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Prized for its fruit and ornamental value, the calamansi (Citrofortunella microcarpa) is one of the most important citrus species in the Philippines. Its potential lies in its varied uses. Once familiarity of the fruit is established in other countries, the scope for increasing export and production is large.

Description
The calamansi tree is evergreen and small, attaining a height of 2-7.5 m at maturity. Its broadly egg-shaped leaves are dark green above and pale green below. The small, white fragment flowers are grouped in clusters. The calamansi fruit is round, with greenish yellow to orange skin which can be easily peeled. There are six to ten segments in a fruit with an orange colored, very acidic juice and each fruit has 4-11 seeds.


Variety
The calamansi seed produces plants which originate mainly from the mother tissues giving rise to seedlings which have the same characteristics as the mother tree. For this reason, the calamansi trees in the country are believed to belong to only one variety.

Uses
Due to its varied uses, the calamansi is grown on a large-scale in the country. The fruit is commercially processed into bottled concentrate, as a ready-to-drink juice in tetra packs, and as a marmalade. The juice is also very popular as a flavor enhancer for native dishes. As a cleanser and hygienic substance, it can be a stain remover, body deodorant, skin bleach, and hair shampoo.

Calamansi can be used for medicinal purposes. Rubbing the juice on insect bites eliminates itching and irritation. It is taken orally as cough remedy, as a laxative to loosen the bowels, and is combined with pepper to expel phlegm. The roots are used for treatment at childbirth and leaves to cure gas pains. Calamansi is also popular as a potted ornamental plant.

Soil and Climatic Requirements
The calamansi thrives in warm to cool climates with an evenly distributed rainfall of 1,500-2,000 mm/year. It is generally grown in the lowlands. Calamansi can grow over a wide range of soil types from clay loam to limestone to sand. However, it grows best in a slightly acidic, well-drained sandy or clay loam soil rich in organic matter.

Cultural Management
Propagation. The calamansi may be propagated by seed. However, for large scale multiplication of superior trees, propagation by shield budding using calamandrin as rootstock is practiced. Other methods of propagating calamansi are by stem cuttings,marcotting, anf grafting.

Planting/Transplanting. Sow seeds in a seedbed, 1-2 cm apart at a depth of 1cm. transplant to individual containers after four to five months when seedlings are 10-15 cm tall. Field planting should be done during the rainy season. Set the plants at a spacing of 4-6 m apart.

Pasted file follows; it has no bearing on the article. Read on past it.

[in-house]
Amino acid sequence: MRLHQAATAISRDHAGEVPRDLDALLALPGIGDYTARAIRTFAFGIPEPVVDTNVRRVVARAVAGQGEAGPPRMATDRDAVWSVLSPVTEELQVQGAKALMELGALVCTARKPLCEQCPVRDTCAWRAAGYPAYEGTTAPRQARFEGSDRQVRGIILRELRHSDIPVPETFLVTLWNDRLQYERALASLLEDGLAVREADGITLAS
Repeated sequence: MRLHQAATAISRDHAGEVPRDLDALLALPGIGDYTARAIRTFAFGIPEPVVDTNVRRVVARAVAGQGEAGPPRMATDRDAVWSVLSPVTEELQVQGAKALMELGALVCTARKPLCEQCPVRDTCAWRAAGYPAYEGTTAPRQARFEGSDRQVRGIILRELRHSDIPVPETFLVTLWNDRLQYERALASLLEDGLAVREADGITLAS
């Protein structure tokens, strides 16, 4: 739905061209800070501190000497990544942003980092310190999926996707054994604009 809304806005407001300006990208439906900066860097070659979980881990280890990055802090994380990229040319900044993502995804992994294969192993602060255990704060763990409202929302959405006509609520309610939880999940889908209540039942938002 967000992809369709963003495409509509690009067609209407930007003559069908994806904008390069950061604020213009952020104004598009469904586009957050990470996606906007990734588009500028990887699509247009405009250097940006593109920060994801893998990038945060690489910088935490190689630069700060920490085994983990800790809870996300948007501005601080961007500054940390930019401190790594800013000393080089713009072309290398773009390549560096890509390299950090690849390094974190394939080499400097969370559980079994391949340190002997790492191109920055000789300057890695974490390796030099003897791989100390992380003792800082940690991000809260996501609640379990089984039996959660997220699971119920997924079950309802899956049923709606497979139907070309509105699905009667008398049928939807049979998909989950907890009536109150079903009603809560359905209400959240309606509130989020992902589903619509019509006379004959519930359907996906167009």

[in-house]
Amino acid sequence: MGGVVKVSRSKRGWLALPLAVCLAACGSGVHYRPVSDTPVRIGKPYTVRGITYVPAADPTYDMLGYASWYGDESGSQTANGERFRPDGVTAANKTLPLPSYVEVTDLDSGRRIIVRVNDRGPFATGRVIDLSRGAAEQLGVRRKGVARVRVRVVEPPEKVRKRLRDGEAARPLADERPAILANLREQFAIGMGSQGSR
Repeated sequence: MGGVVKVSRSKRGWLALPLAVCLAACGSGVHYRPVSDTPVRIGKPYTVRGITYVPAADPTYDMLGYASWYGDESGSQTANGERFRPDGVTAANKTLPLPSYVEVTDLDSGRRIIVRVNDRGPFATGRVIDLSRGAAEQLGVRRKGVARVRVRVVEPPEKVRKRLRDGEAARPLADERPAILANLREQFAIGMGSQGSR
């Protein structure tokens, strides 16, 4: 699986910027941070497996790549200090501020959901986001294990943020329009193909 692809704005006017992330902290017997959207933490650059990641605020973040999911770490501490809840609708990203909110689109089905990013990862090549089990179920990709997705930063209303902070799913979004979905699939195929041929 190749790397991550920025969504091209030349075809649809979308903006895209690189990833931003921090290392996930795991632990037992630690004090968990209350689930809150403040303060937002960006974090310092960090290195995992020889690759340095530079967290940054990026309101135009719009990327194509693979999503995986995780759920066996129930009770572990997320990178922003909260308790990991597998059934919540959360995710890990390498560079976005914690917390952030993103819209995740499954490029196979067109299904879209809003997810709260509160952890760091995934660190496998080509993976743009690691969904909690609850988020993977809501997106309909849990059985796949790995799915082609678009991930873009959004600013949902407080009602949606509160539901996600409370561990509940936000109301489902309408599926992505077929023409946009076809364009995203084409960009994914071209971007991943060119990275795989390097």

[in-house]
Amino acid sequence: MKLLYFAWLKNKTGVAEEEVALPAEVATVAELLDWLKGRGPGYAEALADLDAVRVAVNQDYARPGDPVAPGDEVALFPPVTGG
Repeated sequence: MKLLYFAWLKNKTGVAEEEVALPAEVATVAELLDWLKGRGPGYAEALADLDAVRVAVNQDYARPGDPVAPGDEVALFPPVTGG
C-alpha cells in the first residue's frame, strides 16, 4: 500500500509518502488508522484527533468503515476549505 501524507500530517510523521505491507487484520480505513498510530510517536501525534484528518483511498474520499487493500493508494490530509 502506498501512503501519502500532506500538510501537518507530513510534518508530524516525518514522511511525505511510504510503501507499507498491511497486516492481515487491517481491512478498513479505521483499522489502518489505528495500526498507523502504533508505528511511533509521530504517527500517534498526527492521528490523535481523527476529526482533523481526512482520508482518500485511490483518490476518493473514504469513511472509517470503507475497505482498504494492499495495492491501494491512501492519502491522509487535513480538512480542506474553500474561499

Irrigation. Irrigate during the first dry season after which the trees may depend entirely on rain for their water requirement. If early of-season flowering is desired, heavily water the trees one to two months before normal flowering time. Commercial orchards may employ a drip irrigation system.

Fertilization. During the first year, apply urea at 50-100 g/tree and 200-300 g/ tree during the second year. In the third year when the tree starts bearing fruit commercially, apply 350-400 g complete fertilizer/tree. Correspondingly increase the amount as the tree gets older. Evenly distribute the fertilizer in two applications, one at the onset of the rainy season and another towards the end of the rainy season.

Pruning. Remove diseased, dead interlacing branches.

Pest and diseases. The common pest of calamansi is the fruit fly. The most serious disease is leaf mottling which is transmitted by the insect carrier, Diaphorina citri better known as citrus psylla or jumping plant lice. As a preventive measure, use certified disease-free planting materials and spray trees regularly with an insecticide. Totally remove and burn infected trees.

Harvesting and Post harvest Handling
A three-year-old tree produces. 75 kg fruit; at six years, 10 kg; and at ten years, 50 kg. on the average, calamansi produces 20 t of fruit/ha per year.

Though fruits are available throughout the year, the peak season is from August – October.

Harvest fruits by hand or by clipping with shears.

Pack calamansi fruit in kaings or bamboo baskets lined with banana leaf sheaths or newspaper.

The fruit will keep in good condition for two to three weeks at 8?-10?C and 90% relative humidity.

Reference: Philippine Council for Agriculture, Forestry and Natural Resources Research and Development (PCARRD)

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